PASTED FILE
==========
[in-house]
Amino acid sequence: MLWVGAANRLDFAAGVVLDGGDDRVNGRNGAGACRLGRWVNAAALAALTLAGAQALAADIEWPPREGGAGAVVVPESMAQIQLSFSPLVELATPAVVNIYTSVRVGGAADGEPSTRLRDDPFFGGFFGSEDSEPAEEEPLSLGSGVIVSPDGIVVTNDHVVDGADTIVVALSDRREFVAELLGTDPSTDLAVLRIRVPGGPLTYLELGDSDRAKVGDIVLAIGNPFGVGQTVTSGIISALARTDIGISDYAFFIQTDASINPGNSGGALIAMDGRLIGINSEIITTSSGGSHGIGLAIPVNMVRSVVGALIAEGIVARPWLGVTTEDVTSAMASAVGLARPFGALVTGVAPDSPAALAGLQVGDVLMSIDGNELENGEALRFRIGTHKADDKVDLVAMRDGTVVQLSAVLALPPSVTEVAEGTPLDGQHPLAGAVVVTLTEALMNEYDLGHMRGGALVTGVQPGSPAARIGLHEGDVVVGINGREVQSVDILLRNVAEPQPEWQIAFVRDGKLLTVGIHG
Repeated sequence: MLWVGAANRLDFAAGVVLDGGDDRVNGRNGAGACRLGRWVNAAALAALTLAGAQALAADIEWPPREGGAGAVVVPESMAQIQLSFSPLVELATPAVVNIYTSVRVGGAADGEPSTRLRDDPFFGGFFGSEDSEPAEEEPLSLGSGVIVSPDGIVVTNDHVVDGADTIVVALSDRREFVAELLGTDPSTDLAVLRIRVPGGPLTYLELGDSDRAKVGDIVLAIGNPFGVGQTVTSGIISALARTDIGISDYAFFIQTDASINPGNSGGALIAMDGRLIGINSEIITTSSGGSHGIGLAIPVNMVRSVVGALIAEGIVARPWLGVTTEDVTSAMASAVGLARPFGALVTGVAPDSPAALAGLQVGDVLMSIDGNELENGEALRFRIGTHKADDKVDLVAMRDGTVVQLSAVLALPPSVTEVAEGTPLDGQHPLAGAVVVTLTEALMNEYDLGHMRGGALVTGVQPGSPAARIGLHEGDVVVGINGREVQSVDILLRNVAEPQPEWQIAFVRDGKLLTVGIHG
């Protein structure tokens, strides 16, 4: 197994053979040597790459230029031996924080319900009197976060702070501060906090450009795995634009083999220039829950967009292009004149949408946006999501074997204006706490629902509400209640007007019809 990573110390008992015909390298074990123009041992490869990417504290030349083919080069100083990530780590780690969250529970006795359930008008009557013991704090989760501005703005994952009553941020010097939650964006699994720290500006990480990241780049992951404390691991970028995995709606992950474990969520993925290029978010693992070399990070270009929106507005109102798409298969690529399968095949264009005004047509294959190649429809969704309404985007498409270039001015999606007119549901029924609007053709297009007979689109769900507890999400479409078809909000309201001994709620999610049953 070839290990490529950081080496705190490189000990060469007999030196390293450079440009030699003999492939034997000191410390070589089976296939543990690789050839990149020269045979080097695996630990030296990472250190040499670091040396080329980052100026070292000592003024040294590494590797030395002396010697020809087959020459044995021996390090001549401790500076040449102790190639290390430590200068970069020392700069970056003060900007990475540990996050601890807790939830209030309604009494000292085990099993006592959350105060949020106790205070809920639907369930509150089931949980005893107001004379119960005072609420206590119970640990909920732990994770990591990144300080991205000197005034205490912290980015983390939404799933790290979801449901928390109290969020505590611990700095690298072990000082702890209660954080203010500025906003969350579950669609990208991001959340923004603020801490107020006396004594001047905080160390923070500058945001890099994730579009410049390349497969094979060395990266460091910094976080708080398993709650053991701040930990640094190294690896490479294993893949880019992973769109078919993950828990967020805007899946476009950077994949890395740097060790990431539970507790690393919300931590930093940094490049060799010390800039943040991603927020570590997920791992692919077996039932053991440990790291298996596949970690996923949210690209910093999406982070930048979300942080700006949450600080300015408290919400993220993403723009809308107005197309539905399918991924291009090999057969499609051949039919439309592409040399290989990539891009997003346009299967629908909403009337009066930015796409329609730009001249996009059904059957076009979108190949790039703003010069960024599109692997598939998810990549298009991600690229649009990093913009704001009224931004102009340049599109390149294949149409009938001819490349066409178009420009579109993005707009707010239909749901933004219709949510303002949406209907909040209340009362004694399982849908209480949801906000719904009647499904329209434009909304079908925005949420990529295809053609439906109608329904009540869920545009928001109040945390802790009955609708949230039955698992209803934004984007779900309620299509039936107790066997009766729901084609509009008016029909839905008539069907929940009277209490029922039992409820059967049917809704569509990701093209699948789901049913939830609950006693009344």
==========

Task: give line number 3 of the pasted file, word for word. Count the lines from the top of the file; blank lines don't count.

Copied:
Repeated sequence: MLWVGAANRLDFAAGVVLDGGDDRVNGRNGAGACRLGRWVNAAALAALTLAGAQALAADIEWPPREGGAGAVVVPESMAQIQLSFSPLVELATPAVVNIYTSVRVGGAADGEPSTRLRDDPFFGGFFGSEDSEPAEEEPLSLGSGVIVSPDGIVVTNDHVVDGADTIVVALSDRREFVAELLGTDPSTDLAVLRIRVPGGPLTYLELGDSDRAKVGDIVLAIGNPFGVGQTVTSGIISALARTDIGISDYAFFIQTDASINPGNSGGALIAMDGRLIGINSEIITTSSGGSHGIGLAIPVNMVRSVVGALIAEGIVARPWLGVTTEDVTSAMASAVGLARPFGALVTGVAPDSPAALAGLQVGDVLMSIDGNELENGEALRFRIGTHKADDKVDLVAMRDGTVVQLSAVLALPPSVTEVAEGTPLDGQHPLAGAVVVTLTEALMNEYDLGHMRGGALVTGVQPGSPAARIGLHEGDVVVGINGREVQSVDILLRNVAEPQPEWQIAFVRDGKLLTVGIHG